Startup founders regularly ask us to sign non-disclosure agreements (NDAs). We never do. In fact, like almost every VC, we have a firm policy against signing them. But this doesn’t stop founders from asking — and I think doing so is a big mistake.

Here’s the typical email exchange:
Founder: I’d like to tell you about our exciting startup.
Me: Great. Please send me your deck and I’ll let you know if it looks like a fit for us.
Founder: Please sign the attached NDA and I’ll send you the deck.
Me: We don’t sign NDAs.
Founder: No worries. …


The Covid crisis provides startups with a great opportunity to do a bottoms-up reevaluation of their businesses.
The Covid crisis provides startups with a great opportunity to do a bottoms-up reevaluation of their businesses.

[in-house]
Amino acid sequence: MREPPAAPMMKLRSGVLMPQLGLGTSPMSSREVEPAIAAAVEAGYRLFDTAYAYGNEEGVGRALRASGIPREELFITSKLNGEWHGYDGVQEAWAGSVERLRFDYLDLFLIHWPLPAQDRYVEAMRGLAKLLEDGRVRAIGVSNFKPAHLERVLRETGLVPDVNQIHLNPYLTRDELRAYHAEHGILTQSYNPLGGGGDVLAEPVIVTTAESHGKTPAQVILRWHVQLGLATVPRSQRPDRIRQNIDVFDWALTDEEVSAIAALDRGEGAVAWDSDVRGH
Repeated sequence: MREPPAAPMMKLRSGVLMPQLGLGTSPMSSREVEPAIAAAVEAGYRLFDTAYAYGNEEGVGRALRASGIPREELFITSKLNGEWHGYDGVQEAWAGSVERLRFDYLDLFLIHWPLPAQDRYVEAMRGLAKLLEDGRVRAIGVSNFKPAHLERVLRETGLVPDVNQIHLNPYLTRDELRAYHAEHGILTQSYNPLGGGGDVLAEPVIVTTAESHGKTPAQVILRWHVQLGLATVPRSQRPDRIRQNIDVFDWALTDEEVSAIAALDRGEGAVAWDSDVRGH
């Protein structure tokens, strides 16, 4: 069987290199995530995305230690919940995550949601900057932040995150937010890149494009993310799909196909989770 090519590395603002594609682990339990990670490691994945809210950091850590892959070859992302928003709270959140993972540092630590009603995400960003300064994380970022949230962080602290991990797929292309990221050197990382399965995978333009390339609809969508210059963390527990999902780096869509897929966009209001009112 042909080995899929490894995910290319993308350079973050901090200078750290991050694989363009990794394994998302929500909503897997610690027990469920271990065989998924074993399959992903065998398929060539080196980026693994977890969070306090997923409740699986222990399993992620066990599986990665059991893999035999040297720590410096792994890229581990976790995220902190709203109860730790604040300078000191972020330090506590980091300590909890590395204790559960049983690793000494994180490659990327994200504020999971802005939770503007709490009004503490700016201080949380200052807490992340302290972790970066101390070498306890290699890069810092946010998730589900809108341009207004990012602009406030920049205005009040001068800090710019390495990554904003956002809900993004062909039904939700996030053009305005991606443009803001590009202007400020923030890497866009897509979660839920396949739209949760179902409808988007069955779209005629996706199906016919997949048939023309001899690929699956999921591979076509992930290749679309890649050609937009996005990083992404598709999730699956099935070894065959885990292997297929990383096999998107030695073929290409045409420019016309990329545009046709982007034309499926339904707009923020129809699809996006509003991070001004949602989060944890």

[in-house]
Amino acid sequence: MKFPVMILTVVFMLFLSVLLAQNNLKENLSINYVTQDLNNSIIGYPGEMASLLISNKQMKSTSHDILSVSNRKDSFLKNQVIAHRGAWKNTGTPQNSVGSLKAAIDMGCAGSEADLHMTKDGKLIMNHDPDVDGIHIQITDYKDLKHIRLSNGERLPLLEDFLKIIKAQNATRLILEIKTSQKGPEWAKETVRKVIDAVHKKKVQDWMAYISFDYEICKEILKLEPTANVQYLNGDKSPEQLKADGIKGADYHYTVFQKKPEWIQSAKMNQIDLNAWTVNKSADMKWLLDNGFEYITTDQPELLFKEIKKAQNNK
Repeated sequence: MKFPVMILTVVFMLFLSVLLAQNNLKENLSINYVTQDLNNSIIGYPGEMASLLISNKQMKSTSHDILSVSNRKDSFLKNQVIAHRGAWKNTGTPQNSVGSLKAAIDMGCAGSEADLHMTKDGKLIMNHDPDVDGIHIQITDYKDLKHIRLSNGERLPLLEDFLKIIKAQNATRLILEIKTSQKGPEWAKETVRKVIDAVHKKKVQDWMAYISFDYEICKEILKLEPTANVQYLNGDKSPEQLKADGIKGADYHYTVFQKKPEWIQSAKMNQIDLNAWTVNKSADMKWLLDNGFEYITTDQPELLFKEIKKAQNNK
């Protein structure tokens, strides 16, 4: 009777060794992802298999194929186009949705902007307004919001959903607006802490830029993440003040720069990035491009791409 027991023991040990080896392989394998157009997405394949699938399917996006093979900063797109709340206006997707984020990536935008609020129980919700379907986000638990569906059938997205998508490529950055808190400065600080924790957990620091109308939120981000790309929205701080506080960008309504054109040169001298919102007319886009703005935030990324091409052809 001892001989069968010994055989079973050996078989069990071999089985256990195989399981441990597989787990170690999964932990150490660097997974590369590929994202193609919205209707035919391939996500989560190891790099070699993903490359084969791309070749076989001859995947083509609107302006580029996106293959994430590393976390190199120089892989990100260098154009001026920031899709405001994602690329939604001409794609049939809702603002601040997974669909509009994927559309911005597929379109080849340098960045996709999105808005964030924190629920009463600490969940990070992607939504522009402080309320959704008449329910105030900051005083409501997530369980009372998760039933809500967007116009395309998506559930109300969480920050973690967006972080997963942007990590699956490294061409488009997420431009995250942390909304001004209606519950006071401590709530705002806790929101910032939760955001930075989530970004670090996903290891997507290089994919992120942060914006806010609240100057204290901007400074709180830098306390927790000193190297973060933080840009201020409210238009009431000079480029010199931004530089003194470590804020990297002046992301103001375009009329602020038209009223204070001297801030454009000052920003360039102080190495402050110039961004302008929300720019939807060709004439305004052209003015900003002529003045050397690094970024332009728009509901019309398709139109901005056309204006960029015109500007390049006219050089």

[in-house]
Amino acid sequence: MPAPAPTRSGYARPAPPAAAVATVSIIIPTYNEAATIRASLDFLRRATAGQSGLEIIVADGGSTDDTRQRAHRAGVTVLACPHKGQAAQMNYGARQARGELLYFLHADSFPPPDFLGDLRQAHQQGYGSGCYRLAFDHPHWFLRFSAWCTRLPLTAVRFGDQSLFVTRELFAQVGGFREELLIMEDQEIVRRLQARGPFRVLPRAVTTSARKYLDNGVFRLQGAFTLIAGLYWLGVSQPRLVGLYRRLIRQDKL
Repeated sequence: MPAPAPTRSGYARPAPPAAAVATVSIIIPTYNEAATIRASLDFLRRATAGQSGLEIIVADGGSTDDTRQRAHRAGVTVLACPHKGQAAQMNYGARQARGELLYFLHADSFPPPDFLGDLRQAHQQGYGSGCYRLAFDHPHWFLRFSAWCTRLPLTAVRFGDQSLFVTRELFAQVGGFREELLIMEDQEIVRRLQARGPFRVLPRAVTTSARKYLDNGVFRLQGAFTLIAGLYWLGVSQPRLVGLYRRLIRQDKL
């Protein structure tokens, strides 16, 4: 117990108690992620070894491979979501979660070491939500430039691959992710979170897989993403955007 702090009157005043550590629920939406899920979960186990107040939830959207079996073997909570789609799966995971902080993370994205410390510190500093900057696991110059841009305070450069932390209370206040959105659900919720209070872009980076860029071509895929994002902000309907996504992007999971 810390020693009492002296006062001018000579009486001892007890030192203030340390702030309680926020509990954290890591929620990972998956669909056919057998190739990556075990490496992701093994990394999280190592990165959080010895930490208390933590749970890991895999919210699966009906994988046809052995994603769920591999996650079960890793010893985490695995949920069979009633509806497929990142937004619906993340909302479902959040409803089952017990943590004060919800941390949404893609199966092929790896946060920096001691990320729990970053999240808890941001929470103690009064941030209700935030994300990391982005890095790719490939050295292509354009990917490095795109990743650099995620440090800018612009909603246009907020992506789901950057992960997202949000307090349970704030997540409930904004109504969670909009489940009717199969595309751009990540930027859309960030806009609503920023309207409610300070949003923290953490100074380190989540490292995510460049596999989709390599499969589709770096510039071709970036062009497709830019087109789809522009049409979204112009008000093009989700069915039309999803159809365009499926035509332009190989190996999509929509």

The Covid-19 pandemic that we are all facing has been, first and foremost, a great personal tragedy. So many lives have been lost and so many people have suffered. I suspect it will scar our collective psyche for many years to come. In addition to this assault on so many people’s physical health, there has also been a significant assault on our mental and emotional health. This pandemic has been unprecedented in our lives and has caused us much turmoil, resulting in an increase in stress, feelings of helplessness, isolation, loneliness, and depression.

In addition to the immense human toll…


In an effort to save time and money, investors and founders alike have made the convertible note (and its cousins, YC’s SAFE and 500 Startups’ KISS) the investment contract of choice for companies raising angel, pre-seed, seed or bridge rounds. For simplicity’s sake, I will refer to these agreements collectively as “notes.”